Part of Midroll’s play here involves positioning Stitcher, which it acquired last summer, as an “exclusive launch partner.” That essentially amounts to a form of windowing: subscribers to Stitcher Premium will receive new episodes a week in advance. Wait, Stitcher Premium — doesn’t Midroll have its own premium subscription service? We’ll get to that in a bit.

Missing Richard Simmons is First Look Media’s latest foray in what is now a substantial push into podcasting. Its portfolio includes the podcast version of the company’s flagship digital property, The Intercept, which rolled out last month; Politically Re-Active; and Maeve in America.

Interestingly, Missing Richard Simmons is First Look’s first audio project that isn’t handled by Panoply, which is involved in the company’s other three shows.

The podcast drops tomorrow.

Related: First Look also announced that Politically Re-Active, its politics show with W. Kamau Bell and Hari Kondabolu, will return for a second season sometime in the early spring. Maeve in America kicked off its second season today.

A few notes on Stitcher Premium. The feature quietly rolled out late last year, but I was late to the party, only spotting the “Premium” button on the Stitcher website sometime in mid-January. Todd Pringle, Stitcher’s GM and VP of product, tells me that what we’re seeing is a soft launch — not a “relaunch” of the service’s previous iteration, Stitcher Plus.

At this time, Stitcher Premium remains separate from Howl, that other premium subscription play under the Midroll banner that the organization had been developing internally prior to its acquisition of Stitcher (awkward). Pringle notes that Howl subscribers can continue to use the platform’s web and mobile apps, and that the merge will come later. “We are planning a simple migration path that, over time, will transition Howl users over to the Stitcher Premium product,” he explained.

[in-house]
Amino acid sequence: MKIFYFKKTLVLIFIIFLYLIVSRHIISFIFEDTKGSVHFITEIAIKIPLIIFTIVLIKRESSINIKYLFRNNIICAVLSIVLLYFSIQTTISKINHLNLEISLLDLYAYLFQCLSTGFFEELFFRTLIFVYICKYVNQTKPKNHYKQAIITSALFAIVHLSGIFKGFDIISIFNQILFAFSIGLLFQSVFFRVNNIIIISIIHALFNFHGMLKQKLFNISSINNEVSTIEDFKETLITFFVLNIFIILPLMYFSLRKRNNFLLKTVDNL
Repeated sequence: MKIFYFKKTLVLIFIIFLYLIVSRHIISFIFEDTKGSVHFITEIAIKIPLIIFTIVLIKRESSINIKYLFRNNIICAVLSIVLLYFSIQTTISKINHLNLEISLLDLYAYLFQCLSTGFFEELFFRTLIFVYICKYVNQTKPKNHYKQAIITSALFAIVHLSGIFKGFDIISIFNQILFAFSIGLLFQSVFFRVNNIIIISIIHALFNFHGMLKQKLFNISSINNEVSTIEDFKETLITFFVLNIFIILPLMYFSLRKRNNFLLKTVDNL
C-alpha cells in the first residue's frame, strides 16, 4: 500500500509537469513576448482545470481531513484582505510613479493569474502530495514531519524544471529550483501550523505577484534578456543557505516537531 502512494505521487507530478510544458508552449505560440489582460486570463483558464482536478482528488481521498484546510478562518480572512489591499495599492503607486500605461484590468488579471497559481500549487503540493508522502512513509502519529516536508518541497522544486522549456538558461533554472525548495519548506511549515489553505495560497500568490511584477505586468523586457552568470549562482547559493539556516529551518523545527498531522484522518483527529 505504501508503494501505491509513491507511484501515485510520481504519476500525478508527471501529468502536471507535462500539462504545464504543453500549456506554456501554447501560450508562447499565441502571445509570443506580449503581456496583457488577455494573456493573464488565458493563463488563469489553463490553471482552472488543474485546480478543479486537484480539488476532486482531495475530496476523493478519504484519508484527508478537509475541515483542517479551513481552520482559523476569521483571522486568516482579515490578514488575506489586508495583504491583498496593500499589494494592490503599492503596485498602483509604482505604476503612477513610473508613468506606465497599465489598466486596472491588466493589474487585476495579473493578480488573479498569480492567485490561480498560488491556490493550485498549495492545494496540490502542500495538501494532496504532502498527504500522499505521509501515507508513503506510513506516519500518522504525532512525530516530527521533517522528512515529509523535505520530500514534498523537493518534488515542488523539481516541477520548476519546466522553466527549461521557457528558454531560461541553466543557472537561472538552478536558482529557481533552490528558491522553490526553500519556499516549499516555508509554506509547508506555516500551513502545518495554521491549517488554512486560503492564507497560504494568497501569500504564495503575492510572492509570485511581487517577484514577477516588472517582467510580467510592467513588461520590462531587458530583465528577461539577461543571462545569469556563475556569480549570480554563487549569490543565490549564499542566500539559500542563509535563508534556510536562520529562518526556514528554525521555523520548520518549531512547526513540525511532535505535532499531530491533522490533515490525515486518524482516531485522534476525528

So, what’s the deal with Stitcher Premium? The “Netflix for Podcasts” tagline was once again evoked in the response sent to me — ahem, ahem — with ad-free exclusivity being the cornerstone of the strategy here: exclusive archives, exclusive sneak previews, and of course, exclusive original content, dubbed “Stitcher Originals.” (Who isn’t doing original material these days?)

Original projects include:

  • The Seth Morris Radio Project, which launched last week;
  • A show by comedian Jessie Kahnweiler called Schmucks;
  • A new show by the duo behind CBC’s Love Me, Cristal Duhaime and Mira Burt-Wintonick, called Pen Pals; and
  • The second season of The Mysterious Secrets of Uncle Bertie’s Botanarium, whose first season is currently being distributed over the open infrastructure.

Will this premium exclusive approach to the market pay off? My thinking on this remains the same as the first time I wrote about the model back in August 2015:

Midroll’s choice to play the premium subscription game — with content and a sizable amount of back catalogs placed behind the paywall — and the subsequent positioning of the product as the potential “Netflix for podcasts” exhibits a very specific hypothesis of podcasts as consumable media, one that posits podcasts will be valued by audiences enough where they would pay for it and that enough podcasts have back-catalogues that will be deemed “worth it.”

This is difficult enough to internalize in the present tense. Unlike Netflix and television/movies or Tidal and music, podcast audiences have little-to-no experience with paying for shows in the past, and the hurdle of convincing users to go from an entire experiential history of enduring host-read ads, which they can skip fairly easily, to paying for an ad-free experience is tremendous.

To state the obvious: the success of Stitcher Premium would almost purely come down to a question of programming: Will the team be good enough at curating the right kind of paywalled library, and will it be savvy enough to build right incentives for certain creators to put their wares behind that paywall? And barring that, will the company figure out how to further increase the value of the premium service beyond just the content?